Lock, stock and laughing barrels

In the weird world we live in, icons can turn into pure con, trophies can become catastrophes, and supermen can be rendered superfluous. In keeping with these hyper-interesting times, here is our honours list that covers the good, the bad and the junglee.


No doubt, it is our humble farmer.

The kisan has weathered all that the government could throw at him. He survived water cannons, a rogue car driven allegedly by the rogue son of a minister, and the constraints of the pandemic. He even compelled a prime minister, who never backs off, into accepting defeat. All hail the farmer!

Now, if you want to learn how to boost farm productivity, you would have to look elsewhere—because India prides itself in sticking to the least efficient methods of cultivation and procurement. But, if you want a masterclass in sustaining a movement through thick and thin, your teacher is the farmer.


He is with the BJP; he is with the Congress; he is nobody’s man; he is Navjot Singh Sidhu.

He is practicing what management gurus have been preaching to us for years—thinking out of the box. So, he gets our vote for the Most Disruptive Thinker. Early feedback suggests that there is no question that Sidhu is disruptive. Now whether he is also a thinker—ah, the jury is still out on that.


The medal goes to Janata Dal (United) MLA Gopal Mandal, who was seen moving around in his underwear in a train from Patna to Delhi. When fellow passengers complained about this wilful wardrobe malfunction, Mandal came up with an ingenious explanation: he had an upset tummy, and needed to use the bathroom frequently. So why go through the rigmarole of unbuttoning, unfastening, etc?

What an idea, sir ji! We just hope it does not catch on.


Not Amitav Ghosh, not Amish Tripathi, not even Chetan Bhagat. Our pick is Mamata Banerjee. Do not go by appearances, the West Bengal chief minister is an author as well as an artist. Her paintings are bought by collectors who know which side of their bread is buttered, and her books by those who know it pays to be her fan. Banerjee has a whopping 102 books to her name now, and that number could have doubled by the time you read this. Titles include My Journey, My Unforgettable Memories, and so on. Interesting stuff, no doubt, but none of them are as enthralling as the ‘how-dunnit’ could have been—how Mamata beat the BJP at its own game of divide and misrule. Last heard, Akhilesh Yadav is taking a correspondence course from didi on how to write bestsellers.


Anniversaries are a noisy nuisance, especially when politicians get into the act. A regulation anniversary, with toxic firecrackers and flagrant display of buntings, can send nature scurrying for cover. So, the Ecology Award for Quiet Anniversaries goes to the dignified manner in which the government marked the fifth anniversary of demonetisation. It was so quiet that it could have been mistaken for a funeral. Perhaps it was a funeral—of a failed idea. Once touted as the biggest booster shot for the Indian economy after Manmohan Singh’s liberalisation, DeMo never lived up to its billing.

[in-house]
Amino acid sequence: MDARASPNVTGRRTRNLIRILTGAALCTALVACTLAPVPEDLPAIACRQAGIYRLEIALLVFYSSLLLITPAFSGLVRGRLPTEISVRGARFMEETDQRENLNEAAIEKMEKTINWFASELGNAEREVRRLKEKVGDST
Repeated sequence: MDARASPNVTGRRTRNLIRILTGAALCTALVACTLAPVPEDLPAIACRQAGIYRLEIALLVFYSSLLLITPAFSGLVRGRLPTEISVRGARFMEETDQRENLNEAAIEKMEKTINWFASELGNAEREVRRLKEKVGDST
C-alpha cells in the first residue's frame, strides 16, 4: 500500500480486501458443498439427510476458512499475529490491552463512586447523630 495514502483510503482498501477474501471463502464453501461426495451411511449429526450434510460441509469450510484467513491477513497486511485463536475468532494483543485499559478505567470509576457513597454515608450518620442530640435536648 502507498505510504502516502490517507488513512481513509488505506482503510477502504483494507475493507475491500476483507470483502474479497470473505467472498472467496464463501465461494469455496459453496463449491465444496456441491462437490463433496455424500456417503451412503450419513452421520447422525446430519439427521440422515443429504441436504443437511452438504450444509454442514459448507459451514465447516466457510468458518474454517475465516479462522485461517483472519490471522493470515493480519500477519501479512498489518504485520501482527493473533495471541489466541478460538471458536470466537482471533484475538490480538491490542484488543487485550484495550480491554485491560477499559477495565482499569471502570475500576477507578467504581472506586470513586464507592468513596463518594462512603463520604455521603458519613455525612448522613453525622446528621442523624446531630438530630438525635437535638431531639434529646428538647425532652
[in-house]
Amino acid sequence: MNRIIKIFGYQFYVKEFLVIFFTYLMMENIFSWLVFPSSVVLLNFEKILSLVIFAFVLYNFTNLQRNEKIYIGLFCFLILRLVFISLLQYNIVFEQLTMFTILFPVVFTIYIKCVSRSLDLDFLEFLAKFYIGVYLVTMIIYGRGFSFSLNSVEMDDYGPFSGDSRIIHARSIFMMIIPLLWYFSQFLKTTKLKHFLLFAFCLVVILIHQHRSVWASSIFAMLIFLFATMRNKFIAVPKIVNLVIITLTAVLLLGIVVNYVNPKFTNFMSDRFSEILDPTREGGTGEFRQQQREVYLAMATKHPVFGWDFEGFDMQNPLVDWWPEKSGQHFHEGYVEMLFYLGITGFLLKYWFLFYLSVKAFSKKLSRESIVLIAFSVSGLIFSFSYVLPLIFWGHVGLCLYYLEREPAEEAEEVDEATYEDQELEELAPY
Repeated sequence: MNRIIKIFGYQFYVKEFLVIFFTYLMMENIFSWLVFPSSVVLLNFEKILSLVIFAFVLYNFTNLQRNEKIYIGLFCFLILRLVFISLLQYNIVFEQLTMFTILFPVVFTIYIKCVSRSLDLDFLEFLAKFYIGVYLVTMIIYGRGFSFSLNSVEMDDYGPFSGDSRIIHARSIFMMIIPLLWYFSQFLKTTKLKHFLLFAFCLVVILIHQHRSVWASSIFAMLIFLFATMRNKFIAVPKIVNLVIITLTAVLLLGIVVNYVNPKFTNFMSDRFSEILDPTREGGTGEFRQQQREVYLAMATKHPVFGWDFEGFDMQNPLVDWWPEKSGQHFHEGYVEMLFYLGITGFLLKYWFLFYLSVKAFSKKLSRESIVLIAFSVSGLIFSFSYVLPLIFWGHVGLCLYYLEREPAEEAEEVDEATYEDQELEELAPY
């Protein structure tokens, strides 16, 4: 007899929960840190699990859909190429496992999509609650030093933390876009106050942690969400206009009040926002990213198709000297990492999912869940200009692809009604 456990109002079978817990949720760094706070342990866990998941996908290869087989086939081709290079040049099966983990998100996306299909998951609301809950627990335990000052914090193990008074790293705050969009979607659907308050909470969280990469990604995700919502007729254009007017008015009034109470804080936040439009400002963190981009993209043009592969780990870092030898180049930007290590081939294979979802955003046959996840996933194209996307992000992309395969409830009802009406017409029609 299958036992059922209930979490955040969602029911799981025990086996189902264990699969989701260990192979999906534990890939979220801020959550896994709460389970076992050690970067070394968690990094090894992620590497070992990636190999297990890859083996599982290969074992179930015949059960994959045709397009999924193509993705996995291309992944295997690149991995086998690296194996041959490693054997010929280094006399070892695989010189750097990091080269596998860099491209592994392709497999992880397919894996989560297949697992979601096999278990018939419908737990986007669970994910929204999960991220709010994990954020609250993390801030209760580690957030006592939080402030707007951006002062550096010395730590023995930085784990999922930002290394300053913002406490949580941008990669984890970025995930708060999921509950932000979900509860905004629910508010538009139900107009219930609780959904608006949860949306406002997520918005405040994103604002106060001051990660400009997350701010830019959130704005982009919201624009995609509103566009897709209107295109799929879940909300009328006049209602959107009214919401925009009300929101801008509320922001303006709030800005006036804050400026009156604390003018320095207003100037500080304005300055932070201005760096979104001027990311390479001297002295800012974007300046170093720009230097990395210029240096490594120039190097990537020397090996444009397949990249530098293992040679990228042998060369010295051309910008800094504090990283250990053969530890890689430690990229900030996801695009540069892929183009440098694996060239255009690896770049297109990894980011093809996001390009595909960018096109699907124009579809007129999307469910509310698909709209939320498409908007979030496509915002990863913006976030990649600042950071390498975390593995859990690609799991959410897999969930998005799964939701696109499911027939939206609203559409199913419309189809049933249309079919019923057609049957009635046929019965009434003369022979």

Two lessons emerge. One, when it is a question of money, listen to your central banker, not the netas. Two, anniversaries are meant to be celebrated. A quiet anniversary is an admission that things have not worked out.


We were all set to hand over the award to Amitabh Bachchan, but then we had second thoughts. That is quite like what Big B did after he decided to endorse the brand Kamala Pasand. On second thoughts, Bachchan cancelled his contract because it was brought to his notice that the company was running surrogate ads for tobacco. We are curious—what exactly did Big B think he was promoting when he signed the Kamala Pasand deal?


It goes to Kiran Gosavi.

Who? Well, he is the one whose selfie with Aryan Khan took the country by storm. Everything about him made news—from his shaven scalp to his enigmatic look. More people in India have speculated about his smile than they have talked about Da Vinci’s masterpiece.

What is Gosavi smiling about? Is he happy to be in the news or is he delighted to be in the company of a superstar’s son, or is he thinking about the deal that will soon be struck and musing about what a man can do with 150 lakh? Whatever the reason, he cannot be smiling much now, as he has been hauled up for cheating. We hope our Smile of the Year medal offers him some consolation.


The Brits have been lax about whom they let in. In 1997, music composer Nadeem Akhtar Saifi of the ill-starred Nadeem-Shravan duo sought to put distance between himself and the police in India by seeking refuge in England. Then came the turn of Vijay Mallya. More recently, Mehul Choksi and Nirav Modi used England as a transit to exotic hideaways. None of this has done Brand Britain much good.

But now, there is good news at last. The Ambanis have acquired a fabulous mansion near London. Officially, the family denies that they are relocating to the UK. So, all we will say is that Stoke Park, Buckinghamshire, sounds classier than Antilia, S.K. Barodawala Marg.


Corporate acquisitions usually leave the common man cold. But when Air India returned to the Tata fold, it was a ghar wapsi that spread good cheer all around. After all, everyone is susceptible to the Tata charm.

But, will Tata be able to re-work its magic? We are keeping our fingers crossed for even the most cynical among us have a flame of naïve hope flickering within us. Meantime, here is a ‘Welcome Back’ award to the much loved Maharajah.